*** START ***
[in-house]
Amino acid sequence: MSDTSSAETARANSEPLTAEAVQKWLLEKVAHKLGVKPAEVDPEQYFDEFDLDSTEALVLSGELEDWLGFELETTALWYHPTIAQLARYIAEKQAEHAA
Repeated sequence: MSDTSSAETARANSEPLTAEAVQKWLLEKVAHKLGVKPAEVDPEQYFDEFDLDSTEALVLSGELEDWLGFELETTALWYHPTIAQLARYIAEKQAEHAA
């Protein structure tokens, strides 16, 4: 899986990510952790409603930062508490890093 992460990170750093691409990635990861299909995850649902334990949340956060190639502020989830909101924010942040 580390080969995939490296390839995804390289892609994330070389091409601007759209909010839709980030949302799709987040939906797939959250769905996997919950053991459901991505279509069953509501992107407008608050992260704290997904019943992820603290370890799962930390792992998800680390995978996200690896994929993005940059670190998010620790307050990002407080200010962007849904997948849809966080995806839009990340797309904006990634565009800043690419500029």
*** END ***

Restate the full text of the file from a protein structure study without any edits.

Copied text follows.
[in-house]
Amino acid sequence: MSDTSSAETARANSEPLTAEAVQKWLLEKVAHKLGVKPAEVDPEQYFDEFDLDSTEALVLSGELEDWLGFELETTALWYHPTIAQLARYIAEKQAEHAA
Repeated sequence: MSDTSSAETARANSEPLTAEAVQKWLLEKVAHKLGVKPAEVDPEQYFDEFDLDSTEALVLSGELEDWLGFELETTALWYHPTIAQLARYIAEKQAEHAA
């Protein structure tokens, strides 16, 4: 899986990510952790409603930062508490890093 992460990170750093691409990635990861299909995850649902334990949340956060190639502020989830909101924010942040 580390080969995939490296390839995804390289892609994330070389091409601007759209909010839709980030949302799709987040939906797939959250769905996997919950053991459901991505279509069953509501992107407008608050992260704290997904019943992820603290370890799962930390792992998800680390995978996200690896994929993005940059670190998010620790307050990002407080200010962007849904997948849809966080995806839009990340797309904006990634565009800043690419500029």